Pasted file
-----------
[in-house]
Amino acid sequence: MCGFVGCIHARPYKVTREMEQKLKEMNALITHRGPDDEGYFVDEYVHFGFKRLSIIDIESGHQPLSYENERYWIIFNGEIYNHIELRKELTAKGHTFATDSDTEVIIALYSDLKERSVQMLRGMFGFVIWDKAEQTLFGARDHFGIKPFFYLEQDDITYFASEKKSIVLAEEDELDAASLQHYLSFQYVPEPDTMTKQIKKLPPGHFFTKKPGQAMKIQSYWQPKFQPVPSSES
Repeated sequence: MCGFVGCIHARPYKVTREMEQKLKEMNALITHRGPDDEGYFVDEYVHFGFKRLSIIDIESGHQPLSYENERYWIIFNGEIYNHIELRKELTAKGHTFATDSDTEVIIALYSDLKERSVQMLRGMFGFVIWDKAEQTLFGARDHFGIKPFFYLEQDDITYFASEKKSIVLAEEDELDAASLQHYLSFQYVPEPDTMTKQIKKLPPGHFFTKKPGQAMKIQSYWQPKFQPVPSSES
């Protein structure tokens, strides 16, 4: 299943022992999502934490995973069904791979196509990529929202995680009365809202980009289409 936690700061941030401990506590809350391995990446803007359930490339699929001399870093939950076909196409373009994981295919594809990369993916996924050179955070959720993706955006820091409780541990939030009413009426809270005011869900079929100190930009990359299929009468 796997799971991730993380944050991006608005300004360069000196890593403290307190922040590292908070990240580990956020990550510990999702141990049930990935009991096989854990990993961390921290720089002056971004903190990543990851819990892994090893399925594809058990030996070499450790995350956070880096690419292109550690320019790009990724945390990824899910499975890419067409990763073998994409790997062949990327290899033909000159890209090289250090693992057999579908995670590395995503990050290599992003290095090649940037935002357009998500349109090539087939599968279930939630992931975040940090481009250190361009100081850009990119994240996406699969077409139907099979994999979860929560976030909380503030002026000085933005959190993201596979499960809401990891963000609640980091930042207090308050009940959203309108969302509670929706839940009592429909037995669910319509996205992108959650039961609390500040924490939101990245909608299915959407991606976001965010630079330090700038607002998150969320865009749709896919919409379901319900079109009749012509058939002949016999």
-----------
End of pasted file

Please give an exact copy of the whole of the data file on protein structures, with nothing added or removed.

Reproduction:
[in-house]
Amino acid sequence: MCGFVGCIHARPYKVTREMEQKLKEMNALITHRGPDDEGYFVDEYVHFGFKRLSIIDIESGHQPLSYENERYWIIFNGEIYNHIELRKELTAKGHTFATDSDTEVIIALYSDLKERSVQMLRGMFGFVIWDKAEQTLFGARDHFGIKPFFYLEQDDITYFASEKKSIVLAEEDELDAASLQHYLSFQYVPEPDTMTKQIKKLPPGHFFTKKPGQAMKIQSYWQPKFQPVPSSES
Repeated sequence: MCGFVGCIHARPYKVTREMEQKLKEMNALITHRGPDDEGYFVDEYVHFGFKRLSIIDIESGHQPLSYENERYWIIFNGEIYNHIELRKELTAKGHTFATDSDTEVIIALYSDLKERSVQMLRGMFGFVIWDKAEQTLFGARDHFGIKPFFYLEQDDITYFASEKKSIVLAEEDELDAASLQHYLSFQYVPEPDTMTKQIKKLPPGHFFTKKPGQAMKIQSYWQPKFQPVPSSES
């Protein structure tokens, strides 16, 4: 299943022992999502934490995973069904791979196509990529929202995680009365809202980009289409 936690700061941030401990506590809350391995990446803007359930490339699929001399870093939950076909196409373009994981295919594809990369993916996924050179955070959720993706955006820091409780541990939030009413009426809270005011869900079929100190930009990359299929009468 796997799971991730993380944050991006608005300004360069000196890593403290307190922040590292908070990240580990956020990550510990999702141990049930990935009991096989854990990993961390921290720089002056971004903190990543990851819990892994090893399925594809058990030996070499450790995350956070880096690419292109550690320019790009990724945390990824899910499975890419067409990763073998994409790997062949990327290899033909000159890209090289250090693992057999579908995670590395995503990050290599992003290095090649940037935002357009998500349109090539087939599968279930939630992931975040940090481009250190361009100081850009990119994240996406699969077409139907099979994999979860929560976030909380503030002026000085933005959190993201596979499960809401990891963000609640980091930042207090308050009940959203309108969302509670929706839940009592429909037995669910319509996205992108959650039961609390500040924490939101990245909608299915959407991606976001965010630079330090700038607002998150969320865009749709896919919409379901319900079109009749012509058939002949016999």